Underwater Bubbles Rise to the Surface, Abstract Photo

Today’s abstract photo, this time from the distant island of Darwin (aka, Culpepper) in the Galapagos.

A safety stop after a good dive in Galapagos is sort of like the aftermath of good sex: one drifts along lazily, quite relaxed, tuned out and somewhat befuddled, thinking “whoa, that was pretty good!” and wondering how long until one can do it again. On these safety stops I have at times nearly fallen asleep, in the zone watching a school of fish flit about in the water column picking particles of food, while the bubbles of the divers below me float idly upward and past me. One day the bubbles caught my eye. They form mushrooms, expanding as they rise due to changes in pressure, impossibly smooth on top and with a mirror-sheen, only to grow large enough that they become unstable and burst apart. Soon each of the broken pieces assumes its own mushroom shape and the cycle begins anew until the bubbles finally hit the surface. I shot some photos of these bubbles, including some with my friends and me reflected in the bubble-mirrors, but this is the one I found most appealing. Abstract #4 in a series of 15:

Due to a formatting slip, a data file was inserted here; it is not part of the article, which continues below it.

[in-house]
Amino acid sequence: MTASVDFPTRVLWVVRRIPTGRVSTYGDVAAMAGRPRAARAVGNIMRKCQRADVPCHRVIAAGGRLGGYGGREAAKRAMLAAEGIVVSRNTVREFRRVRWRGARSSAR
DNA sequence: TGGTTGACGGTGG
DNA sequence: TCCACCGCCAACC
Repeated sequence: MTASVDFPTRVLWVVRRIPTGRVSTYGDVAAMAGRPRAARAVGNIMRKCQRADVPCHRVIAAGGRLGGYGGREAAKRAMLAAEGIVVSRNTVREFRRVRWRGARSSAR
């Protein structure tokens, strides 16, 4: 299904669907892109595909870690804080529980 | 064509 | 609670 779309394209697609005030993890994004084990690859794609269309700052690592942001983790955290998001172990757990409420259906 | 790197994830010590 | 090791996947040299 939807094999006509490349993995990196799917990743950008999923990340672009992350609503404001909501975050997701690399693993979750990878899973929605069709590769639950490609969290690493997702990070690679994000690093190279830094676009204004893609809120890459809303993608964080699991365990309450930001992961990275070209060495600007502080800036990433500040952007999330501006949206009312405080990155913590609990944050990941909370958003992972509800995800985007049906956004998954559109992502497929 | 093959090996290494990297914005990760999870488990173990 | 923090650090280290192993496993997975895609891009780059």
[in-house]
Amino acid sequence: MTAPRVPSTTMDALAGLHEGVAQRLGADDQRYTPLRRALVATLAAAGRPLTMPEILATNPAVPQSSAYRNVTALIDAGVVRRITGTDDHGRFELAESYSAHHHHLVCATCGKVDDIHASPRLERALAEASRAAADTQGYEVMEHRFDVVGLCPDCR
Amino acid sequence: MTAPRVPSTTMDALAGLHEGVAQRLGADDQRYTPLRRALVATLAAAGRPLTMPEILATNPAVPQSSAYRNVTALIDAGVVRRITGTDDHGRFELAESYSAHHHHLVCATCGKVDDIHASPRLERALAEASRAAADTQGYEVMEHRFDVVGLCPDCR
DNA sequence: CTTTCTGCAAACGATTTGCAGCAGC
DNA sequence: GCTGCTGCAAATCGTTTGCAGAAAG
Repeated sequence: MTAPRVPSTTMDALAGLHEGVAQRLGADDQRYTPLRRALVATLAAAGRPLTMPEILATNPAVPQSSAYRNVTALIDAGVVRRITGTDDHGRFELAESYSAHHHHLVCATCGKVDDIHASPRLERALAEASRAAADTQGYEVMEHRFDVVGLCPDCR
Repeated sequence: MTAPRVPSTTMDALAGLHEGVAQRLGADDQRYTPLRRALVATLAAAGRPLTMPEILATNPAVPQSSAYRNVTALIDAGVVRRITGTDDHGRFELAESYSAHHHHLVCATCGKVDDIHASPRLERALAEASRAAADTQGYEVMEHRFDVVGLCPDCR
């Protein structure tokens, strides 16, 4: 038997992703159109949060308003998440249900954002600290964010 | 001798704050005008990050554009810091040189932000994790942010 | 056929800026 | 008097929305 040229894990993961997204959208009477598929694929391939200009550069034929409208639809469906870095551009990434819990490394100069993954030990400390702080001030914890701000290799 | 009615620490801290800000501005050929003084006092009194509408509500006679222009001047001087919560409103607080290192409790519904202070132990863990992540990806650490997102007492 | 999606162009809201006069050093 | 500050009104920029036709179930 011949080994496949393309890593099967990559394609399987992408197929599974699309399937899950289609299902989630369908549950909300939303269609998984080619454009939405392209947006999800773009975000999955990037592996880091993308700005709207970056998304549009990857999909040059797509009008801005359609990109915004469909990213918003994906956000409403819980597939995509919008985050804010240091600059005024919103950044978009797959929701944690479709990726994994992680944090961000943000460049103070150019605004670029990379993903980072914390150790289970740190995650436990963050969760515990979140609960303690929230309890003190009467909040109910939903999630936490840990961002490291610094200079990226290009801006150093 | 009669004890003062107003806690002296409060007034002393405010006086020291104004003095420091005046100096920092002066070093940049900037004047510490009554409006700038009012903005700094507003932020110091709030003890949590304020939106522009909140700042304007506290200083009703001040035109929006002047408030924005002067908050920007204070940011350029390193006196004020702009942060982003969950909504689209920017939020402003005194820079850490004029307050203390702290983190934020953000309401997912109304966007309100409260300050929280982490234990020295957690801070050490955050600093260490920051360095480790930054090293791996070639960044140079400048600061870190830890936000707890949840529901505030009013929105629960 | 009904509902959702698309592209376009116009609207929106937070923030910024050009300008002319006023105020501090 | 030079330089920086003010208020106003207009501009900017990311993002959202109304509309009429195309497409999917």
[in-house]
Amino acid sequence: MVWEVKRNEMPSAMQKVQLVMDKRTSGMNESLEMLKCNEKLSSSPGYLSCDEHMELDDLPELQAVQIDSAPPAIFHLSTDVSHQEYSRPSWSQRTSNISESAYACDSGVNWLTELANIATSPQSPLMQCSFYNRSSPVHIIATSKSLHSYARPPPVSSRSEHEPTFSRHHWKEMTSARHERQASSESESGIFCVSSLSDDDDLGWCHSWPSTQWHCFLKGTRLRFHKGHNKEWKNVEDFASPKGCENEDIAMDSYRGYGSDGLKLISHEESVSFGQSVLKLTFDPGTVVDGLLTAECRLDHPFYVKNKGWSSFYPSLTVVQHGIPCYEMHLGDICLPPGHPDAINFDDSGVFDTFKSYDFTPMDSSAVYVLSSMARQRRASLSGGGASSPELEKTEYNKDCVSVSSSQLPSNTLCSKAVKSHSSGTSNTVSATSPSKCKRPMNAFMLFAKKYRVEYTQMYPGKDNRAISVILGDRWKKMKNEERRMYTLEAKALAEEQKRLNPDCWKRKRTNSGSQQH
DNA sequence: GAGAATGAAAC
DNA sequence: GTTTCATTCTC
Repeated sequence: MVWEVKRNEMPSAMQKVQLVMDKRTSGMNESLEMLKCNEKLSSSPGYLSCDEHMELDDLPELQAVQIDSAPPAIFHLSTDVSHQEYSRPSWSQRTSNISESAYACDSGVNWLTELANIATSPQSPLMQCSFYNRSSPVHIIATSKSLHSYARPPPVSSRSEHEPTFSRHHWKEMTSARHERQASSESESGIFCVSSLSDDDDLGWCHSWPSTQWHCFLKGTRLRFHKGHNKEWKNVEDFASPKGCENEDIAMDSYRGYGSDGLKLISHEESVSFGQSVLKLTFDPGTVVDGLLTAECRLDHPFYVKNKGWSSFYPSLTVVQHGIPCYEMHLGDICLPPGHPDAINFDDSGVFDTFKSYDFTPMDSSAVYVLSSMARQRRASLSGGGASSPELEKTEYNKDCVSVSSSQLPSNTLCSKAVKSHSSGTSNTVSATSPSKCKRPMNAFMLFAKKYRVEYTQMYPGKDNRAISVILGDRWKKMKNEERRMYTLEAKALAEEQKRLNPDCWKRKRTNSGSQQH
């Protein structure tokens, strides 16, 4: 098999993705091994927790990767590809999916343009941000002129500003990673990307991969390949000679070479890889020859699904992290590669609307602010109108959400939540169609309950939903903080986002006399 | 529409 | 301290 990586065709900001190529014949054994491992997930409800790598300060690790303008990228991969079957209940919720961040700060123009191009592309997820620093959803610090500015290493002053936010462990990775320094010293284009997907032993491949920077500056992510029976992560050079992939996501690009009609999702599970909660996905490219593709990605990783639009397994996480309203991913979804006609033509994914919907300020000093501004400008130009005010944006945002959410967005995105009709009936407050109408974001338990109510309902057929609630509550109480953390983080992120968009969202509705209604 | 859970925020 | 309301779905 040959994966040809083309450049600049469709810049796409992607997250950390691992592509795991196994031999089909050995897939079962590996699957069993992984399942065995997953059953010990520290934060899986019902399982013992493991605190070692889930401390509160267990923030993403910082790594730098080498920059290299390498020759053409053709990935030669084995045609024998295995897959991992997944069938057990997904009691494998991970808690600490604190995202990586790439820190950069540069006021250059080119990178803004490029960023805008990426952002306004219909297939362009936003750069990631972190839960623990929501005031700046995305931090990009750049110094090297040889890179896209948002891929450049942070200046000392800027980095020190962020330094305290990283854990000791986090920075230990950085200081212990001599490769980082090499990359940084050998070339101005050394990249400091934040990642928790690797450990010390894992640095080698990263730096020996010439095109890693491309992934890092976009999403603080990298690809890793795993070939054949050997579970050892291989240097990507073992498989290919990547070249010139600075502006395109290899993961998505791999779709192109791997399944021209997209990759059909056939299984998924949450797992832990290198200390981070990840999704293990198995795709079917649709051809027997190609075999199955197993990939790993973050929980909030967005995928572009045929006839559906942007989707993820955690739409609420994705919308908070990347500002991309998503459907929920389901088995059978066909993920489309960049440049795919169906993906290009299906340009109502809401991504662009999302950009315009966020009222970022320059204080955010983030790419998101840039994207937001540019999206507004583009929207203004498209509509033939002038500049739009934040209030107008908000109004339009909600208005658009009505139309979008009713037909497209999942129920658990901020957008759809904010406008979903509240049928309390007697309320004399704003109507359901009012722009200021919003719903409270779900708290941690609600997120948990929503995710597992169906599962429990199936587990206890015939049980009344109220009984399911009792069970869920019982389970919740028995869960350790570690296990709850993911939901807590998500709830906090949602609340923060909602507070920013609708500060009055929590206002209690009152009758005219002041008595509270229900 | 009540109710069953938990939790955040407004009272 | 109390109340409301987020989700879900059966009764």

Bubbles rise from the depths of the ocean.  Black and white / grainy

Bubbles rise from the depths of the ocean. Black and white / grainy.
Image ID: 16445
Location: Galapagos Islands, Ecuador

About Phil Colla

I am a natural history photographer. I enjoy making compelling images in the ocean, on land, and in the air. I have maintained the Natural History Photography blog since 2005 and my searchable Natural History Photography Library since 1997. Here are some tear sheets and behind the scenes views. Thanks for looking!